Artificial Intelligence in Health Care


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Saturday, May 25, 2019 - 09:00

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Dr Omar Khorshid
Prof Justin Beilby
Dr Louise Schaper
Prof Enrico Coiera

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mood Sponsored by

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Artificial Intelligence (AI) is increasingly transforming the way we practice medicine – from how we interact with patients and carers to how we undertake clinical assessments and make therapeutic recommendations, conduct certain treatments and procedures, manage administrative tasks, deliver health services and more. Specific AI applications are virtually limitless and include, but are not limited to, clinical decision support and disease detection, surgery assistance with robotic devices, precision medicine and drug development, public health surveillance, virtual assistants that communicate with and monitor patients, wearable technologies and even management of health systems including patient triage, workforce planning and resource allocation.   

Using machines and computer systems to simulate processes normally associated with human intelligence such as learning, reasoning and self-correction, AI technologies can potentially work at speeds well beyond that of humans, 24 hours, seven days a week, with greater efficiency, accuracy and cost-effectiveness.   

As investment and innovation in AI continues to increase, so will AI’s rapid integration into health care. And with this comes a range of challenges that the medical and health care professions, patients, government and the wider community must address without delay. We need to ensure:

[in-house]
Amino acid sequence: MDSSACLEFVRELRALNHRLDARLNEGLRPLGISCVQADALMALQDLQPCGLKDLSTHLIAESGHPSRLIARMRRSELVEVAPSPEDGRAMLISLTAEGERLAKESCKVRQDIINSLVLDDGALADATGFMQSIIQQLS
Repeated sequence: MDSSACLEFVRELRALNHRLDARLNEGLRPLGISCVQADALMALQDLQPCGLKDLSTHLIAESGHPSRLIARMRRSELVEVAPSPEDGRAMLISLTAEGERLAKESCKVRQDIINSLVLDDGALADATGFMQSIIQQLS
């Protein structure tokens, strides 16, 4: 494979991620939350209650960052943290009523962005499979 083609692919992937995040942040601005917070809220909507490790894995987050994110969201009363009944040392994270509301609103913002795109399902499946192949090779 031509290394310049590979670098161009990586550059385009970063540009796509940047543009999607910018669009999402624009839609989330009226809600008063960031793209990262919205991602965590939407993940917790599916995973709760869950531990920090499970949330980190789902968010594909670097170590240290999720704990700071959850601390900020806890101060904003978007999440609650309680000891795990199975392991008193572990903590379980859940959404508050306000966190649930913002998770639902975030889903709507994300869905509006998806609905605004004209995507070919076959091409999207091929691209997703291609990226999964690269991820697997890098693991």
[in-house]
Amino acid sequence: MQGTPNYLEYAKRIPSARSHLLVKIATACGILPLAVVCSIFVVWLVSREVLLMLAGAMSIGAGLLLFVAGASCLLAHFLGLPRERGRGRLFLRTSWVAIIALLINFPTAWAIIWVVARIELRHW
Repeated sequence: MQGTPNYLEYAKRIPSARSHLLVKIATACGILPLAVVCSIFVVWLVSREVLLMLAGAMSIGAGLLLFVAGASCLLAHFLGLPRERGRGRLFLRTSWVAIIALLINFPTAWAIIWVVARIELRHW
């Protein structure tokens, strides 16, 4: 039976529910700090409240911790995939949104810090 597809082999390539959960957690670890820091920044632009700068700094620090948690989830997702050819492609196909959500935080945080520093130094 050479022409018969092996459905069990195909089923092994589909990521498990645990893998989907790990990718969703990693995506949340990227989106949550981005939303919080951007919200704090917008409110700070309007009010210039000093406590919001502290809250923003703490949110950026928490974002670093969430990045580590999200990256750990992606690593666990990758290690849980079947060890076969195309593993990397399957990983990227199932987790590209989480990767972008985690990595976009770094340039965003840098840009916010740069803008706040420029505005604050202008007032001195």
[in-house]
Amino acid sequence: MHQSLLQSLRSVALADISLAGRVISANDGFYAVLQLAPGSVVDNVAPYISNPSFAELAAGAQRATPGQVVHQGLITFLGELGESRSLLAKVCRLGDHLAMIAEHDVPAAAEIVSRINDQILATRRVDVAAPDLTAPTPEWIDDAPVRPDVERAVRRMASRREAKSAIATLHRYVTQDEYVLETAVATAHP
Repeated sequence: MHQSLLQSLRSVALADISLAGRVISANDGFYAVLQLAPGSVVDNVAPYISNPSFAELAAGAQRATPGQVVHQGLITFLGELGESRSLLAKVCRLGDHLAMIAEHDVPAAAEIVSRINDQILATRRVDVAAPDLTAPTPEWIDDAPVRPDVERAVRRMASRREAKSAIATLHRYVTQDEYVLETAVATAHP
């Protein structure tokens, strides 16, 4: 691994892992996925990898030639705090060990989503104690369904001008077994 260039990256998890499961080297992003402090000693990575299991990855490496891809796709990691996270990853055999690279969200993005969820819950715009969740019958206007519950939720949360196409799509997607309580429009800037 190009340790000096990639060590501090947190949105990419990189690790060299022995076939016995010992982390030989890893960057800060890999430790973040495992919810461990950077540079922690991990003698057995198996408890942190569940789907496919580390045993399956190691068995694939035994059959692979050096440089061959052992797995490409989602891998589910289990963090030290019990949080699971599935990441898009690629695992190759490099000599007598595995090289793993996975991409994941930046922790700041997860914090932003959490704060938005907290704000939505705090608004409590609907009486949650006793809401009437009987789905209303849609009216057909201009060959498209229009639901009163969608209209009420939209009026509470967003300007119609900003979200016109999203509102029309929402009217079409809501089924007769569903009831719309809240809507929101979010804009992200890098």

• the ethical framework upon which AI technologies are developed are based on the ethos of the medical profession, where patients’ interests come first, not the interests of third parties;
  • the datasets upon which AI systems are developed and ‘trained’ have appropriate privacy protection and are truly representative of the Australian population;
  • the benefits of AI are distributed fairly and equitably throughout the population;
  • the data integrity and security of AI systems;   
  • the rights of patients to autonomy and informed decision-making are not compromised;
  • the human aspect of care is not lost or degraded;
  • professional autonomy and clinical independence are protected and not undermined;
  • AI decisions are undertaken with appropriate transparency and accountability (and there is sufficient redress in the case of AI-related adverse events);
  • the current and future medical and health care workforce is prepared to meet the changing demands AI will place on their knowledge and skills while ensuring that AI supports, and does not replace, them.

The ethical and effective integration of AI in health care heavily depends on the leadership and engagement of the medical profession. With a view to identifying relevant areas of advocacy for the AMA, delegates will consider and discuss current and future applications, and limitations, of AI in health care, the major ethical challenges and implications of AI for patients, the profession, government and the wider community, and the potential impact of AI on the medical and broader health care workforce both now and into the future.